It's too hard! I don’t think I can do it...

School is challenging. There will probably be moments when you think it's "too hard." That's how you know you're on the right track. Think about it this way: Your education will create the foundation for your future career. Don’t you want that foundation to be strong and something you put a lot of effort into? You're going to have classmates and teachers to help you get through those times. And, most schools have mentorship and tutoring programs. Use 'em!

I have no idea what I want to do yet.

Many people start school not knowing what they want to do. Others think they know, but end up changing halfway through, without adding cost or time to their experience. You're probably going to need some general education classes anyway. In that time, your interests could show you a path toward something that inspires you.

Nobody in my family went to school. Why should I?

It is an achievement to be the first in your family to get a college degree. Think how proud your family and friends will be of you for making this decision. There was once a time when a high school degree was all you needed the job you are looking for, but those days are over. By 2020, 65 percent of all jobs in the economy will require postsecondary education and training beyond high school.*  There are more people with degrees in the job market than ever. You want to be in that pool.

 

*According to the Georgetown Public Policy Institute

I’m too old.

More than 3 million higher education students are over the age of 35, and nearly 10 million are over the age of 22.* Think about how many working years you have left in your lifetime - there’s no time like today to change that path.

 

*According to the National Center for Education Statistics

I won’t fit in.

One of the biggest fears of going to school or going back to school is the anxiety of not fitting in with the other students. Try to think of college as an opportunity to meet new people to share your experiences with. If you are an adult returning to school, you have life experience that will help you tremendously. Decide what you like, become involved and seek out a professor or counselor to mentor you.. This will help you meet friends with the same values and aspirations.

School won’t fit into my schedule.

Many people  work school around their already hectic daily lives. 70 percent to 80 percent of college students – are both active in the labor market and formally enrolled in some form of postsecondary education or training.* There are programs for every schedule. You can go to class at night, on weekends or even one day a week. If you go for a degree online, you can be in class anytime. Set up a specific time for studying. Work out a system for keeping a calendar and organizing course materials, and ask your family and friends help you. With a support network, you'll get there.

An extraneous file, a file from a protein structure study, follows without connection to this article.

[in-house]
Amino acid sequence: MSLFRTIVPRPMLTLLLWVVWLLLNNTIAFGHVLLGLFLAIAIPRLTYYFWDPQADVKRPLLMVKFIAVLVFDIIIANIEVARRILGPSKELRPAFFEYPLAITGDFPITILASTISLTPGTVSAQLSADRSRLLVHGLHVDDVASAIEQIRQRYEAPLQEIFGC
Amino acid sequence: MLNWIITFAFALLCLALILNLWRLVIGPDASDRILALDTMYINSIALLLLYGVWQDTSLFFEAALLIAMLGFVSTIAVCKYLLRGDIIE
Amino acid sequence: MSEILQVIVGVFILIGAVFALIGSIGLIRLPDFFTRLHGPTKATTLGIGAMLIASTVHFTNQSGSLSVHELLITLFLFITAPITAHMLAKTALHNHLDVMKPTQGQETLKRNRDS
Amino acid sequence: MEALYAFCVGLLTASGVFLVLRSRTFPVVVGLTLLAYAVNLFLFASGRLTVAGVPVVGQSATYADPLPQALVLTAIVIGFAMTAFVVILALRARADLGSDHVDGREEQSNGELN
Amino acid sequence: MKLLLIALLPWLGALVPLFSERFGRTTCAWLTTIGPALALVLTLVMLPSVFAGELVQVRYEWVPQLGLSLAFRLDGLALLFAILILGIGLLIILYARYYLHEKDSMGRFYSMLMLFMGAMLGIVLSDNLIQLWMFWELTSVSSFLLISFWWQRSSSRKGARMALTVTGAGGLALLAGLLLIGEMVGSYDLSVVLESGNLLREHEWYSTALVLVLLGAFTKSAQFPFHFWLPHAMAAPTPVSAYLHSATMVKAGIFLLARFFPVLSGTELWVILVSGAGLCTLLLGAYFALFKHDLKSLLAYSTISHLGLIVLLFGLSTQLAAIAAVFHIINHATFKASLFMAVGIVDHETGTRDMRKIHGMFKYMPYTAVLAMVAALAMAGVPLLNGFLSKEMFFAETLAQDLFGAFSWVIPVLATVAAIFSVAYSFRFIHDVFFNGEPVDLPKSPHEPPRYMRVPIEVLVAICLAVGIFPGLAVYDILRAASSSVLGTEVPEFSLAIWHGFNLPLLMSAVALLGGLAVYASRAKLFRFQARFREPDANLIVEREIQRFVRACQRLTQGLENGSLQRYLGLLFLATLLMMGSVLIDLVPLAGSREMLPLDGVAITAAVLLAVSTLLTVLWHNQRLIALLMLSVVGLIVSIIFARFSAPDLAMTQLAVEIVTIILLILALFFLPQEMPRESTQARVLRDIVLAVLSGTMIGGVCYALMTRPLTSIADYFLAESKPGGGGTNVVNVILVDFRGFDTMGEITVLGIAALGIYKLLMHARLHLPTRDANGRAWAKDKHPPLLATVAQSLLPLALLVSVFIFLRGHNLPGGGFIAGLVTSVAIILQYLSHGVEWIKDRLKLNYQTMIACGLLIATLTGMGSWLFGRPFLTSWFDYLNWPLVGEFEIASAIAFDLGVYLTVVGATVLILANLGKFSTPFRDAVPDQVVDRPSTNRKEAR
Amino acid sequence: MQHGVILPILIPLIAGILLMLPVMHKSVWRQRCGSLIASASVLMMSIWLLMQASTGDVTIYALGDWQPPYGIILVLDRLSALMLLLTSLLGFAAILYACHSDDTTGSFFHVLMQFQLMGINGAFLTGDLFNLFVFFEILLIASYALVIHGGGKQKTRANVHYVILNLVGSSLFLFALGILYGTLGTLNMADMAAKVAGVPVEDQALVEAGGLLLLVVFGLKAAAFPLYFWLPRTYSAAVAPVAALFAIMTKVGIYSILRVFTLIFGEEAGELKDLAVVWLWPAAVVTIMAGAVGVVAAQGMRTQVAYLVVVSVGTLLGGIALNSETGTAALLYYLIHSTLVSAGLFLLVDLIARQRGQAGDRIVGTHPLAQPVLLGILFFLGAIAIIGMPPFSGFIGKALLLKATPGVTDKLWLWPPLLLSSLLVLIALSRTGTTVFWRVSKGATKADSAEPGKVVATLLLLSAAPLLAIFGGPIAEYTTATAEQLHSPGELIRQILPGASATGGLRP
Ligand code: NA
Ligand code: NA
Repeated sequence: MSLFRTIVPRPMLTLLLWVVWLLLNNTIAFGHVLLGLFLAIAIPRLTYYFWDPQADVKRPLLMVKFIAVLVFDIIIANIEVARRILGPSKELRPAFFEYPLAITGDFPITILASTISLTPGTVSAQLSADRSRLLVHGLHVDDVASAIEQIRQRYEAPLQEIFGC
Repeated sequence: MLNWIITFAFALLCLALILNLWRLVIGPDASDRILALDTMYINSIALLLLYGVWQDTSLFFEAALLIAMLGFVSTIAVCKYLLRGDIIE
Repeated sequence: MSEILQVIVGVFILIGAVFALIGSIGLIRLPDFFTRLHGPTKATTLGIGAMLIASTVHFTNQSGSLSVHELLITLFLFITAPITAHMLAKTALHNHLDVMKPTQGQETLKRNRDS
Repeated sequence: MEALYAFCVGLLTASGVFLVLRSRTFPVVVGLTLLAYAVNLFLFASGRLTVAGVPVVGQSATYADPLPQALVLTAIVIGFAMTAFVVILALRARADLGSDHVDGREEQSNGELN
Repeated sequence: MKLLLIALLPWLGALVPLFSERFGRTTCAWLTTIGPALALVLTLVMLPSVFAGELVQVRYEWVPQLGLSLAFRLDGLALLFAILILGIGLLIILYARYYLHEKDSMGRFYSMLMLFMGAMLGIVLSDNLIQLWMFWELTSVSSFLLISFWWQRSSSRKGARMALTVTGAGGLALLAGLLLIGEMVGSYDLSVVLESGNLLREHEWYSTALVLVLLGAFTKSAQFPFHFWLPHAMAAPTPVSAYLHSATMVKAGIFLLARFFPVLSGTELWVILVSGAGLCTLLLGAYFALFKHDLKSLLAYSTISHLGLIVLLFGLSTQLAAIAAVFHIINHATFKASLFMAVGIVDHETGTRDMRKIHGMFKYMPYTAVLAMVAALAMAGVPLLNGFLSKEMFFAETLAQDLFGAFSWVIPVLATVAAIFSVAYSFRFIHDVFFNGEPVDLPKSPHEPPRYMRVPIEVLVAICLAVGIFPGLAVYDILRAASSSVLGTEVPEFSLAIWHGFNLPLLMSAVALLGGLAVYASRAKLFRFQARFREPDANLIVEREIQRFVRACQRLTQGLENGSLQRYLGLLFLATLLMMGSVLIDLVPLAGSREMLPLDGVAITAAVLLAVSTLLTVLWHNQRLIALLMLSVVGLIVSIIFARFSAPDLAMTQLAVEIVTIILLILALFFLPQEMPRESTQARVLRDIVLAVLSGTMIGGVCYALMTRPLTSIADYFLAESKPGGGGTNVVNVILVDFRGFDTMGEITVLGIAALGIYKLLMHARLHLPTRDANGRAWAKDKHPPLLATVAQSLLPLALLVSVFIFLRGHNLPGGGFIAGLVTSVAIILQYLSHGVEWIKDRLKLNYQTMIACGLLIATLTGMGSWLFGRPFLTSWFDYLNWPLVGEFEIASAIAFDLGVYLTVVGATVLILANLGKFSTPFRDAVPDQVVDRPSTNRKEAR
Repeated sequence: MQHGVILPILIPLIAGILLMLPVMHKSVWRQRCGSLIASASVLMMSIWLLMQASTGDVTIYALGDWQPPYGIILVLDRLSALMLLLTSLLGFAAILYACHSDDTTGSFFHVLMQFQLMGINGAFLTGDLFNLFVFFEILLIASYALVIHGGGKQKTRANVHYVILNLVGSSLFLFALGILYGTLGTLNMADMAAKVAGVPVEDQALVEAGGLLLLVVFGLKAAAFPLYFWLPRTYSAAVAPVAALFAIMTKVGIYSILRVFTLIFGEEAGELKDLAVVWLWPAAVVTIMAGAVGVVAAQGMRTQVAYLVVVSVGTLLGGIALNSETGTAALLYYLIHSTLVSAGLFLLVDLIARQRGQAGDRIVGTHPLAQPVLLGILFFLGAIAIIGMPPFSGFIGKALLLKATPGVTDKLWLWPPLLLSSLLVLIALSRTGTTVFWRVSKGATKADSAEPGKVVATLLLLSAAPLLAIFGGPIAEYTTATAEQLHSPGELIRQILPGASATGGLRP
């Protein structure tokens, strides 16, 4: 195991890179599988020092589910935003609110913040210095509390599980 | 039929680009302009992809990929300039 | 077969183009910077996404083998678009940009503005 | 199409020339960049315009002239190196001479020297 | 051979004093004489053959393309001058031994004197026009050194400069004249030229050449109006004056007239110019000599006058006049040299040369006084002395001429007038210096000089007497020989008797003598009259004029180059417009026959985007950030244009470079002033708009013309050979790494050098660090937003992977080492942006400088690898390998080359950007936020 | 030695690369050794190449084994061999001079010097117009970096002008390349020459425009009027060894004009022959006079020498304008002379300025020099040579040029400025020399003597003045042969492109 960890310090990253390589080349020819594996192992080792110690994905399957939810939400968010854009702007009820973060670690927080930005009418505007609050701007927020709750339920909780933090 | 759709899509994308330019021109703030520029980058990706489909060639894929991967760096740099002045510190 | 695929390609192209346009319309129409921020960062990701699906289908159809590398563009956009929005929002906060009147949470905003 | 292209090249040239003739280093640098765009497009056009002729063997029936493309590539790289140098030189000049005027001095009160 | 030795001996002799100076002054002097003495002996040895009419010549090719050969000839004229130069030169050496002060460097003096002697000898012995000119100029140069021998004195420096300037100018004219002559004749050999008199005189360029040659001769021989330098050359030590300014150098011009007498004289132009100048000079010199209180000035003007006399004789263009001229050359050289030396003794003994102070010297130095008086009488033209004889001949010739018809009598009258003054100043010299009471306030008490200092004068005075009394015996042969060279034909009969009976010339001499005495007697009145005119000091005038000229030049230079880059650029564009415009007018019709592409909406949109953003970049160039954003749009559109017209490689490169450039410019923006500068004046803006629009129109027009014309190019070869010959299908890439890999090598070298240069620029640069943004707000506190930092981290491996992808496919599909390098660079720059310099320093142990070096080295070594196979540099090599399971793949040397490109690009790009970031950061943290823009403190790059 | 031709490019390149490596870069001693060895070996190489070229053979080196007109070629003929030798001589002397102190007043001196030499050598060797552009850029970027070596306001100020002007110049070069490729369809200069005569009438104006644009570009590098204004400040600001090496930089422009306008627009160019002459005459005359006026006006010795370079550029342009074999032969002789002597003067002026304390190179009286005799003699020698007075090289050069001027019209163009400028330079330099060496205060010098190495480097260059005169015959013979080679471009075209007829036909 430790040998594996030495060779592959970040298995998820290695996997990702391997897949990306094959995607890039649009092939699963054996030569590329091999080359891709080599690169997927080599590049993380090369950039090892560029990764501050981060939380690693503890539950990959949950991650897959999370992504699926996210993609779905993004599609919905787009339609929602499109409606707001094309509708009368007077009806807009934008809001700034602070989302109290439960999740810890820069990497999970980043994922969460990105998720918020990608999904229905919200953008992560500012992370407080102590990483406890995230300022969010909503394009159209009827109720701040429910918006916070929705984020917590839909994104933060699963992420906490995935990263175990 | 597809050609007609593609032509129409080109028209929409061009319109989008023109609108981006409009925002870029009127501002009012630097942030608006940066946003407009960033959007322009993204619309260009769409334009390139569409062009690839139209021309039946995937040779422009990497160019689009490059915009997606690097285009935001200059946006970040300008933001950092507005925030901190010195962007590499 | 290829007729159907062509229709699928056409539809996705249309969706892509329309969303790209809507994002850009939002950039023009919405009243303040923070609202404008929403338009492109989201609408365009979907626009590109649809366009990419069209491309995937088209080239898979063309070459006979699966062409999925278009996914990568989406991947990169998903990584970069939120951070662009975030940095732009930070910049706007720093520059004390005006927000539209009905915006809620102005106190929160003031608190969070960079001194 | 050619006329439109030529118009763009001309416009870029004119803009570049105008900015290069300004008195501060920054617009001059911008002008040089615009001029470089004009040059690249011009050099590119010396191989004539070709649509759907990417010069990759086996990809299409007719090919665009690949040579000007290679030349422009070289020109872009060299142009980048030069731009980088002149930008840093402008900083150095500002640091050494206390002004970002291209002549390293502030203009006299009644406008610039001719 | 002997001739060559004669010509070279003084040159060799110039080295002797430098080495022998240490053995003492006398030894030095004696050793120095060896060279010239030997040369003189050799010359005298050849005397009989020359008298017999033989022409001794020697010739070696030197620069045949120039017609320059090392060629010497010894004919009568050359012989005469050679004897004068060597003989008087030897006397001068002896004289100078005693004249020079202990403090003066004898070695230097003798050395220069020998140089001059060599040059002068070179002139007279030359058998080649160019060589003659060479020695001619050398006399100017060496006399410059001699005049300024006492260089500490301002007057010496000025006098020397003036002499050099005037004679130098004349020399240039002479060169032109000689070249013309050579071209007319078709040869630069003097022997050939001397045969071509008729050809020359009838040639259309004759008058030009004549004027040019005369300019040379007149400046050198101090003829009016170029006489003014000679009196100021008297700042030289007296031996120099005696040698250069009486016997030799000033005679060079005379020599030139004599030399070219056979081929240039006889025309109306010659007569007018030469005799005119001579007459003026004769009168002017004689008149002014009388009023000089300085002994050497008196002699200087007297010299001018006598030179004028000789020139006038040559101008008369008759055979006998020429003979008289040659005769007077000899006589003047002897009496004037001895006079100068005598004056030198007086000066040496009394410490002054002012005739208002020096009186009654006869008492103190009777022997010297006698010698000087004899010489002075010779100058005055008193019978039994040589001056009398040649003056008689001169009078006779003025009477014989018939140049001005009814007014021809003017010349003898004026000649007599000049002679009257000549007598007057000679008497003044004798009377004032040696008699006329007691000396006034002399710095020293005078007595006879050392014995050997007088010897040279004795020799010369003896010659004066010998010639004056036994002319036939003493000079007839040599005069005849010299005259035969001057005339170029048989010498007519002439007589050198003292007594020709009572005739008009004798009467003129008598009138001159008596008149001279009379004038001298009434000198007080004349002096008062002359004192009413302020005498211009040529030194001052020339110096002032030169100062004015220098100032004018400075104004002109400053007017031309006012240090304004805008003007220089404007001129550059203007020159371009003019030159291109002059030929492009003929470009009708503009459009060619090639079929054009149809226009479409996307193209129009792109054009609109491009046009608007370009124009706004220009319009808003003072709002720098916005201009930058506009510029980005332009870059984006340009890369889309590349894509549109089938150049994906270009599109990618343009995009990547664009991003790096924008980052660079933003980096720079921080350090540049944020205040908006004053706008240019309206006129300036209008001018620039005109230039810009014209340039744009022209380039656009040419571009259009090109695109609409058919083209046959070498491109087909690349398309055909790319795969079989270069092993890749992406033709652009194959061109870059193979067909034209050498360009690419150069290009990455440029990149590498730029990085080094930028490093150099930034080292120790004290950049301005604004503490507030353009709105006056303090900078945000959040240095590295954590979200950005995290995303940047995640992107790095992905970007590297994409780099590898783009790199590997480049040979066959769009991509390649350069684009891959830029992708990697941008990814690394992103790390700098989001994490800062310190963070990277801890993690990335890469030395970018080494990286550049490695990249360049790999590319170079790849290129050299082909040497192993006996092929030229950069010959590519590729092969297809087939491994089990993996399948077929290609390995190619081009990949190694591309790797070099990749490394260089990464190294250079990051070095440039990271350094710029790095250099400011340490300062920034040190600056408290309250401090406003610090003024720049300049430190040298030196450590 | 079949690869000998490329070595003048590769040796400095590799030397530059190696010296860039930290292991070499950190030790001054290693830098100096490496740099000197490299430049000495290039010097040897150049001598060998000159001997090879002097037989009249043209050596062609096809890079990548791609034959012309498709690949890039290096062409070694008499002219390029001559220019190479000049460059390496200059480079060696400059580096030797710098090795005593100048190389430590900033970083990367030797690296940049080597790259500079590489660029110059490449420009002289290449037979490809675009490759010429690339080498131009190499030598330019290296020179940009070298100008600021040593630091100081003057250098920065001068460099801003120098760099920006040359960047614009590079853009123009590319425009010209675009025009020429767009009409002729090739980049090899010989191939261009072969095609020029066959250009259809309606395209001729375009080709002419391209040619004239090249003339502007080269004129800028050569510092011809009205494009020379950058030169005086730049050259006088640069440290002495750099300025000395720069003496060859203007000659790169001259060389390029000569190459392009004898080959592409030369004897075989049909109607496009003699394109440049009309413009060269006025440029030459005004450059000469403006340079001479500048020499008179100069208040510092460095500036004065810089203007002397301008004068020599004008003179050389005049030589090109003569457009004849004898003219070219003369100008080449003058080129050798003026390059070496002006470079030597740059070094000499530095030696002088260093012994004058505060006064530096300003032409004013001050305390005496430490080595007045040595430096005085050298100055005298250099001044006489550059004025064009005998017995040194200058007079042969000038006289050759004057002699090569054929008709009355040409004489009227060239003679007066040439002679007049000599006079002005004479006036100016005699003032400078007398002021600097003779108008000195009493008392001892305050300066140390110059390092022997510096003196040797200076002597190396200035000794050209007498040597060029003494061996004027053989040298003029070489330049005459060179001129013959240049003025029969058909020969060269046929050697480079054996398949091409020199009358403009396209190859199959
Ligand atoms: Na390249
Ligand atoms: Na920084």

I’m afraid I’ll fail.

Go to class. Pay attention. Do your best. Complete your assignments on time. Ask questions. And, no matter how difficult it may get, don’t quit. If you fail something or flunk a test, you can take it again. Find a tutor or teacher to help in the subjects that are difficult for you. We all fail at times, but the ones who stick it out win in the end. Your friends, your family, your teachers, your counselors - they all want you to excel. Lean on these people when it gets hard and they will help you.

I’m not smart enough.

You go to school to learn. Nobody's an expert when they arrive. As long as you are ready and willing to learn, you are smart enough. Find a career path that excites you and you are passionate about - that’s when learning stops being hard and starts being fun.

There are so many financial aid options, I don’t know where to start.

Here’s where to start: FAFSA. It stands for "Free Application for Federal Student Aid” and you can find them here: www.fafsa.ed.gov It can be confusing, so don’t be afraid to ask for help from a counselor, family, friend or an admissions office. A FAFSA will help you increase the amount of aid you can receive from federal, state and institutional sources. It looks scary at first, but don't be intimidated. Filling out a FAFSA may be the key to becoming a student.

Getting financial aid takes a lot of work, like filling out confusing forms and keeping up with paperwork. I’ll mess it up.

It’s important to know how much your degree is going to cost you. On our site, you can view costs and starting salaries of hundreds of programs to understand how much financial aid you’ll need to complete the program you’re interested in. Once you know the financial impact, every school has financial aid counselors whose jobs are to make it easier for you. They’ll help you fill out the forms you need and gather the right documents. You don’t have to do it alone.